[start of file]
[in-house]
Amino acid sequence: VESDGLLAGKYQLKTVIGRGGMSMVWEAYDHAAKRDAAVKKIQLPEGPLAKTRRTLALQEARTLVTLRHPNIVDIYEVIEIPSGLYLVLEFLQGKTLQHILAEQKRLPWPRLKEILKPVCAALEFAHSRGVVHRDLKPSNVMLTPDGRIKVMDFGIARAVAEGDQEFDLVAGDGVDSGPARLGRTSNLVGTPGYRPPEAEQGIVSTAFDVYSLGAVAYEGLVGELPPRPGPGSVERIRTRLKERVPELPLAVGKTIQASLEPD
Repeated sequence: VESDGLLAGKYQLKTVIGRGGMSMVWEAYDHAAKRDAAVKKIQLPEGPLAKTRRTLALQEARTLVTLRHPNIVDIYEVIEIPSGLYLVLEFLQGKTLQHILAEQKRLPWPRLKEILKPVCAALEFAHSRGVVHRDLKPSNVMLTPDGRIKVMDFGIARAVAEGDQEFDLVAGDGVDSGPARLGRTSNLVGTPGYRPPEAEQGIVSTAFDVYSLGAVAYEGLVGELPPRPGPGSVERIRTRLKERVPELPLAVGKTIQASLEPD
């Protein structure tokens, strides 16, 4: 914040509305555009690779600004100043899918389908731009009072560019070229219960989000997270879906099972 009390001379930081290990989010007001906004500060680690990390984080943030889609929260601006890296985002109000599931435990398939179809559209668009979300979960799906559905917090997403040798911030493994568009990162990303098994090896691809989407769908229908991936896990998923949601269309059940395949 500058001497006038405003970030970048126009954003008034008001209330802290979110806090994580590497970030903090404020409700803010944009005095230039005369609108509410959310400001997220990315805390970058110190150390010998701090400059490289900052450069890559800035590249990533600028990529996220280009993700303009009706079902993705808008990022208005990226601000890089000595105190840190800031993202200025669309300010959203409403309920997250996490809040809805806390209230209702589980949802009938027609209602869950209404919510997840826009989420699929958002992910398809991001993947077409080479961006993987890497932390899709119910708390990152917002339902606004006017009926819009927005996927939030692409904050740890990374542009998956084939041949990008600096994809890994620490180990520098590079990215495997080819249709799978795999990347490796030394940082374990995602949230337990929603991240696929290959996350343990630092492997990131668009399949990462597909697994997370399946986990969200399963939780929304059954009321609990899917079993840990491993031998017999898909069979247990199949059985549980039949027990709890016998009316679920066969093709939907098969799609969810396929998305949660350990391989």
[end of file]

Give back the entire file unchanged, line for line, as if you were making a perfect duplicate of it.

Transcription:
[in-house]
Amino acid sequence: VESDGLLAGKYQLKTVIGRGGMSMVWEAYDHAAKRDAAVKKIQLPEGPLAKTRRTLALQEARTLVTLRHPNIVDIYEVIEIPSGLYLVLEFLQGKTLQHILAEQKRLPWPRLKEILKPVCAALEFAHSRGVVHRDLKPSNVMLTPDGRIKVMDFGIARAVAEGDQEFDLVAGDGVDSGPARLGRTSNLVGTPGYRPPEAEQGIVSTAFDVYSLGAVAYEGLVGELPPRPGPGSVERIRTRLKERVPELPLAVGKTIQASLEPD
Repeated sequence: VESDGLLAGKYQLKTVIGRGGMSMVWEAYDHAAKRDAAVKKIQLPEGPLAKTRRTLALQEARTLVTLRHPNIVDIYEVIEIPSGLYLVLEFLQGKTLQHILAEQKRLPWPRLKEILKPVCAALEFAHSRGVVHRDLKPSNVMLTPDGRIKVMDFGIARAVAEGDQEFDLVAGDGVDSGPARLGRTSNLVGTPGYRPPEAEQGIVSTAFDVYSLGAVAYEGLVGELPPRPGPGSVERIRTRLKERVPELPLAVGKTIQASLEPD
């Protein structure tokens, strides 16, 4: 914040509305555009690779600004100043899918389908731009009072560019070229219960989000997270879906099972 009390001379930081290990989010007001906004500060680690990390984080943030889609929260601006890296985002109000599931435990398939179809559209668009979300979960799906559905917090997403040798911030493994568009990162990303098994090896691809989407769908229908991936896990998923949601269309059940395949 500058001497006038405003970030970048126009954003008034008001209330802290979110806090994580590497970030903090404020409700803010944009005095230039005369609108509410959310400001997220990315805390970058110190150390010998701090400059490289900052450069890559800035590249990533600028990529996220280009993700303009009706079902993705808008990022208005990226601000890089000595105190840190800031993202200025669309300010959203409403309920997250996490809040809805806390209230209702589980949802009938027609209602869950209404919510997840826009989420699929958002992910398809991001993947077409080479961006993987890497932390899709119910708390990152917002339902606004006017009926819009927005996927939030692409904050740890990374542009998956084939041949990008600096994809890994620490180990520098590079990215495997080819249709799978795999990347490796030394940082374990995602949230337990929603991240696929290959996350343990630092492997990131668009399949990462597909697994997370399946986990969200399963939780929304059954009321609990899917079993840990491993031998017999898909069979247990199949059985549980039949027990709890016998009316679920066969093709939907098969799609969810396929998305949660350990391989």